Labels and Addresses 1.1

Belight Software's Labels and Addresses started life as MailFactory, but this new application has a lot more going for it. It has barcodes that can be automatically numbering up by connecting them to a counter, smart shapes, mail merge capabilities that look for Address Book, Entourage, or FileMaker data (and more) and a great set of features to produce the best looking labels possible. Labels and Addresses is now better than SOHO Labels.With MailFactory I had the feeling the application was developed in a sloppy way. For example, Dymo labels would print, but they never would print exactly where I wanted them. MailFactory also was quite limited in its capabilities. When I compared MailFactory to SOHO Labels at the time, I gave MailFactory a rating that was less than SOHO Labels.

But SOHO Labels had its own quirks. The HUDs were more of a nuisance than a help, the program would frequently crash and barcode and other capabilities were all a bit constrained—perhaps to have something in reserve for subsequent upgrades? After working with SOHO Labels for a while I switched to Dymo’s own label designer, because it was the only one really working well with the Dymo LabelWriter Twin Turbo. I would only switch to SOHO Labels for working with Avery label sheets—reluctantly, I might add.
Enter Belight’s Labels and Addresses. Well, I have tested the software for well over a week now, and while I can’t comment on its envelope functionality by lack of an envelope feeder on my LaserJet, I can vouch for the excellence of this program with labels. The only thing that I would have liked to be added is a merge capability for printing a folder full of images. When I asked the company if that was available by any chance, I received a surprising reply: they had initially wanted to include it, but ran into too many problems; the feature would probably be added in an updated version.

That’s excellent news, because if they keep their promise, Labels and Addresses is the ultimate labels application by far. It is well designed in terms of interface, making using it a pleasure. Labels and Addresses lets you effortlessly create labels and envelopes based on the Address Book, but also on half a dozen other database applications that run on the Mac.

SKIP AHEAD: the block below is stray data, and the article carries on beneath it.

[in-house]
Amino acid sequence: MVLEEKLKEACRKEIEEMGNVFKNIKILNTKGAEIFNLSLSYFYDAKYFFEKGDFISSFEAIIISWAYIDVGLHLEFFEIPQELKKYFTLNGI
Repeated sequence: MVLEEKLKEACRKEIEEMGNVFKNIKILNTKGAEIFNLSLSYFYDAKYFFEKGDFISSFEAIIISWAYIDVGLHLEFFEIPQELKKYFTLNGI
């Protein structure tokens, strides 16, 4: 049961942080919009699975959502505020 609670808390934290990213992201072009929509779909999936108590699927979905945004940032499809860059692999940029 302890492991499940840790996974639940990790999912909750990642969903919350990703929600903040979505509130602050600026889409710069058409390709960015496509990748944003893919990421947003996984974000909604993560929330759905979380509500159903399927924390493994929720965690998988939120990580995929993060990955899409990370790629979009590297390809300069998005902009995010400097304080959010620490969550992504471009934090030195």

Print merge and Barcodes coveredIf you have “dynamic” data like a list of names that you would like to merge on a label sheet, there is a specific merge dialogue window that lets you select the fields you want to print, the order, etc. There is a lot of feedback on these features, which is good because it decreases errors.

The integration of Labels and Addresses with Mac OS X programs is good. iPhoto is an of course, folders in the file system are supported as well. I would like to see Aperture added to that list, but I can understand why it is not there—if you’re going to support Aperture expressly, why not Lightroom as well, and Capture One, and DxO…?
The Smart Shapes functionality is great—it lets you drag shape onto your label or envelope and then change the shape’s parameters by dragging a slider—useful with hexagons, donuts, etc. I would like to see a little icon besides those shapes that you can really change, but that’s a minor detail.

The Inspector works as all Inspector in Mac OS X Leopard applications do, but it is especially useful with barcodes. In the Inspector you can change the barcode type you want to print, and whether the barcode has to be a fixed value, a counter driven value (with the counter a separately available field that you can drag on the label) or a file that holds values.

The support for barcodes is good, but if you really want to have full control over what the barcode entails, a program like Intelli Innovations’ Barcode Producer is a must. That’s also why I want to see images as one format to merge print with—that way, I can have Code 39 barcodes with a prefix and suffix added to them and print a complete folder full of them.
A dazzling number of labels supportedThe number of labels Labels and Addresses supports is stunning. Other applications are focussed on US-sized labels, but not so Labels and Addresses; it really has most existing sizes and formats covered.

If you want to get creative, Labels and Addresses has everything covered as well, including a slimmed down version of Art Text (Belight’s own “artsy” text generator).

So, at the end of the day, I don’t think you can find a better label application than Labels and Addresses. While Chronos’ SOHO Labels is a good program, and Dymo’s free program is not bad at all, Labels and Addresses is in a class of its own. It covers everything and it does so with excellence.

This entry was posted in: Reviews


J.D. – Copywriter – Tech. Writer – Editor at Visuals Producer – Contributor at Photoshop User, Studio Daily, POST Magazine – Sub-editor at RedShark News